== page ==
Our trusty guides arrived and as we climbed higher, the stench faded and what I saw was actually a pleasant sight: children running around, playing and laughing (they were on vacation from school that week). I was always very conscious about where I pointed my camera, but taking pictures of the kids felt easy because they appeared very entertained by it – especially whenever I would show them the picture on my screen. It almost seemed as though they were making a game of coming up with new poses and facial expressions.
I was thoroughly amused at one point when Anele stopped in front of a picture on the side of a building and asked “do you know who that looks like?”. I had no idea. “Michelle Obama”, he said with a grin, as I amused him and replied with a bit of hesitation “umm, yeah, looks just like her…”.
Not long into the tour, a van rolled up, stopped on the side of the road and rolled the passenger-door window down just enough to poke a camera through and take a picture. This, Toby explained, is what annoys the locals the most. When people don’t have the decency to get out of their air-conditioned van and get to know the community on a one-to-one level, is when you get township residents feeling exploited. The fact that we were on foot and chatting with the people of IY put my mind to ease.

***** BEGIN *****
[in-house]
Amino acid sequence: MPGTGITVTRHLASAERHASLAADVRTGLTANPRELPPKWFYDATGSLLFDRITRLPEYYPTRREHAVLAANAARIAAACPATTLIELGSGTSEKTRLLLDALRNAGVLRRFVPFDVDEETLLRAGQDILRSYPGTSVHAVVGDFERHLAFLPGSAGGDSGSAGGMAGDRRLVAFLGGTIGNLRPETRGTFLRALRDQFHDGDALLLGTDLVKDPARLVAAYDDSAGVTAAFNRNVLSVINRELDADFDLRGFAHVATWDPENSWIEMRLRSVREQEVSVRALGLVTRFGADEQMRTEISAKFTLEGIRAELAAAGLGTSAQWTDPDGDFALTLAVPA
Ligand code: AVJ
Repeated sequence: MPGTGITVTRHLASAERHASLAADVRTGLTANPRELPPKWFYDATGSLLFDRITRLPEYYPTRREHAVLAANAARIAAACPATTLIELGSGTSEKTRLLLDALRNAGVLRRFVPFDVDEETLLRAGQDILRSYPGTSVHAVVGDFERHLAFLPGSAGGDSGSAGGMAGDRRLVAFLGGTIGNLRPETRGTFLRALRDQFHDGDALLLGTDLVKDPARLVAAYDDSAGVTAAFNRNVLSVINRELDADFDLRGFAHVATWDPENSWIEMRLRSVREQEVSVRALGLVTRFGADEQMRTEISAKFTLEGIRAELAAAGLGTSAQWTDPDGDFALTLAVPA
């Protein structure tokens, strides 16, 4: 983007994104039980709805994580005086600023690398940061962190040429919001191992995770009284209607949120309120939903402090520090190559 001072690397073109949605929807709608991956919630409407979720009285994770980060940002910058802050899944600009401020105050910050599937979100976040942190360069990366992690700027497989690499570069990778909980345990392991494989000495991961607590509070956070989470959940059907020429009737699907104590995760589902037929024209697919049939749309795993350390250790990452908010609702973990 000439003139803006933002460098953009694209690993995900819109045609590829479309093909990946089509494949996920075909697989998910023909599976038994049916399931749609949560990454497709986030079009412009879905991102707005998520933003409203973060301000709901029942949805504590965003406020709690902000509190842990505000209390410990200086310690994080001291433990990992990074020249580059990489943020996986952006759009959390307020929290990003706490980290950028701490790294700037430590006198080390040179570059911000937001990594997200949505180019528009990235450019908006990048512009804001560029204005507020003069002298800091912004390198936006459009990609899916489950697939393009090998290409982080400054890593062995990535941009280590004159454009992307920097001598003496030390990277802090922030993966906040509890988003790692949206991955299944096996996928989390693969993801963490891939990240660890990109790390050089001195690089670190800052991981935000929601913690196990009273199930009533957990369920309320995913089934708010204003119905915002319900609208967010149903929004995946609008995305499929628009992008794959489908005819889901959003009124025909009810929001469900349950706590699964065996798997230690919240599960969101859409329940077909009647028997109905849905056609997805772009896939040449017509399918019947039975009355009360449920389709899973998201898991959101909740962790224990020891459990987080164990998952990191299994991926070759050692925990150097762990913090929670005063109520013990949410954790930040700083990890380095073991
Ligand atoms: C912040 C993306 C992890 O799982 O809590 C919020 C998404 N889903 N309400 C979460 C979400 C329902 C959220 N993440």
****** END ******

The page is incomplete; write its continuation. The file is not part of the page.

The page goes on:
The general feel of the place was amazing. Every other ramshackle house was a small business, whether it was the convenience store, hairdresser or internet shop. Take away all the McDonald’s, Starbucks and KFC, giant shopping malls and parking lots as far as the eye can see, and a place actually starts to feel like a community, regardless of how rich or poor it is.